We used a large database of 9 billion calls from 20 million mobile users to examine the relationships between aggregated time spent on the phone, personal network size, tie strength and the way in which users distributed their limited time across their network (disparity). Compared to those with smaller networks, those with large networks did not devote proportionally more time to communication and had on average weaker ties (as measured by time spent communicating). Further, there were not substantially different levels of disparity between individuals, in that mobile users tend to distribute their time very unevenly across their network, with a large proportion of calls going to a small number of individuals. Together, these results suggest that there are time constraints which limit tie strength in large personal networks, and that even high levels of mobile communication do not fundamentally alter the disparity of time allocation across networks.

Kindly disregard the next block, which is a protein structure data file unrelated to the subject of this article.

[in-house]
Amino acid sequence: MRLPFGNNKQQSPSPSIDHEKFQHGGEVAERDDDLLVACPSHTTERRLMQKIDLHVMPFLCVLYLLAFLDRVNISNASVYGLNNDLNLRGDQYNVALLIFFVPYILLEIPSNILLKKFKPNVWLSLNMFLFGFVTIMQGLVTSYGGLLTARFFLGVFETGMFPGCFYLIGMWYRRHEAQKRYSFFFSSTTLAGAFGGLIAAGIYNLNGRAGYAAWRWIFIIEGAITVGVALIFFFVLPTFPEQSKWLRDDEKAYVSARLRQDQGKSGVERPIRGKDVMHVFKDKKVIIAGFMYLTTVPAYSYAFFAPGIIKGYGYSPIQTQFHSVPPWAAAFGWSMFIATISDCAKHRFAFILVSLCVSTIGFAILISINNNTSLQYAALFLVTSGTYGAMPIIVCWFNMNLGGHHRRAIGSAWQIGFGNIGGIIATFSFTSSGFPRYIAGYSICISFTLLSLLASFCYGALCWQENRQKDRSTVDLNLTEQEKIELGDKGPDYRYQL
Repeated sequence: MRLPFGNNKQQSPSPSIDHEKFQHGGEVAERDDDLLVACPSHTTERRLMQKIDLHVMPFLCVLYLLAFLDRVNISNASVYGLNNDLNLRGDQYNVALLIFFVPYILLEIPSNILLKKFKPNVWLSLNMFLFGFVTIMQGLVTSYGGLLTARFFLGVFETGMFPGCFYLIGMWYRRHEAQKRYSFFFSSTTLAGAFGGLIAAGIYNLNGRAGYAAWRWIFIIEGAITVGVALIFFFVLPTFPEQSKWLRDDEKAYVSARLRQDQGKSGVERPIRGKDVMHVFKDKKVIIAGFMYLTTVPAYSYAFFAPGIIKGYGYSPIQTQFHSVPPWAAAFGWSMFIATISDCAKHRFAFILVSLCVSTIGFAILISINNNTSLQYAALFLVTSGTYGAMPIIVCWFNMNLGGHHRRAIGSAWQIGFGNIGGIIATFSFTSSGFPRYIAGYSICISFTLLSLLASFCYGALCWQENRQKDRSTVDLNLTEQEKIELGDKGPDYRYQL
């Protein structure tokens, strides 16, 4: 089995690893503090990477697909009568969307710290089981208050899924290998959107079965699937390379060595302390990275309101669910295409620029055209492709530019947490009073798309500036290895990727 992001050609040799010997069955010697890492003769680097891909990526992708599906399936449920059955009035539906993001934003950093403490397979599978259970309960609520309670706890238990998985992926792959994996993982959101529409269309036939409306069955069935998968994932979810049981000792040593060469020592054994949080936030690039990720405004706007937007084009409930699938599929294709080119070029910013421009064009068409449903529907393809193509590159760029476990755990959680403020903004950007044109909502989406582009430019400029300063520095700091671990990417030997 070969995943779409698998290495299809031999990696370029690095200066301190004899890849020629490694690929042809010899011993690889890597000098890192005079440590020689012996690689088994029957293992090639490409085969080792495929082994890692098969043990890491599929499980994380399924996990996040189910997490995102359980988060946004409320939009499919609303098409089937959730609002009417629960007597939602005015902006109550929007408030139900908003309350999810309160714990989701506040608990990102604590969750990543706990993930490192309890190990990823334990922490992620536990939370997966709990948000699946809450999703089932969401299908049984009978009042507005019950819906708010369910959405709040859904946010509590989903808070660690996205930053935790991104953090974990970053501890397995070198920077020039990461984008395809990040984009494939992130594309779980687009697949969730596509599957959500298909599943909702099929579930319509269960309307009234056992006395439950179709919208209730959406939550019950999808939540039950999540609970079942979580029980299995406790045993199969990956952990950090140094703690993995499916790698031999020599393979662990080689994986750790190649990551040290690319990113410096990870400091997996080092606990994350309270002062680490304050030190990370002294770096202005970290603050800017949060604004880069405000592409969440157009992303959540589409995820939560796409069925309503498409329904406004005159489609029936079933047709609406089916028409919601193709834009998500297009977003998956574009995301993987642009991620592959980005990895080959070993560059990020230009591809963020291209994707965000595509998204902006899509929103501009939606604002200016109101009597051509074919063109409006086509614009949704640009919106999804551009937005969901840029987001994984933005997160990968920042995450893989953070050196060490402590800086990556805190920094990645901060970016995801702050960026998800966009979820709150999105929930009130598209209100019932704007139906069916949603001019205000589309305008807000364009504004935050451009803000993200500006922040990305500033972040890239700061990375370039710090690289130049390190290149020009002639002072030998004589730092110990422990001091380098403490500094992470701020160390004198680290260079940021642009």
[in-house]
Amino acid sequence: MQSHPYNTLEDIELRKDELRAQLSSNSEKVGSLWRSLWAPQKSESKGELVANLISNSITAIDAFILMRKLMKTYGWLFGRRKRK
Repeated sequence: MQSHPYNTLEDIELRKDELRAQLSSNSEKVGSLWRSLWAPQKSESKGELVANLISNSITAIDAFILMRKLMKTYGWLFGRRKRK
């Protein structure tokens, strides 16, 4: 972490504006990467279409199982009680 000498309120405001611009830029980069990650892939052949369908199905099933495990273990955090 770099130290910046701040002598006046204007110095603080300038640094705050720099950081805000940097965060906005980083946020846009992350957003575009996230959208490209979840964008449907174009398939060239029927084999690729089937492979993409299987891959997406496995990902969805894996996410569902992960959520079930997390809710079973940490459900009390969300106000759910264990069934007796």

- Pub Date:
- January 2013
- Physics - Physics and Society;
- Computer Science - Social and Information Networks;
- Physics - Data Analysis;
- Statistics and Probability
- 10 pages, 3 figures. Accepted for publication in Social Networks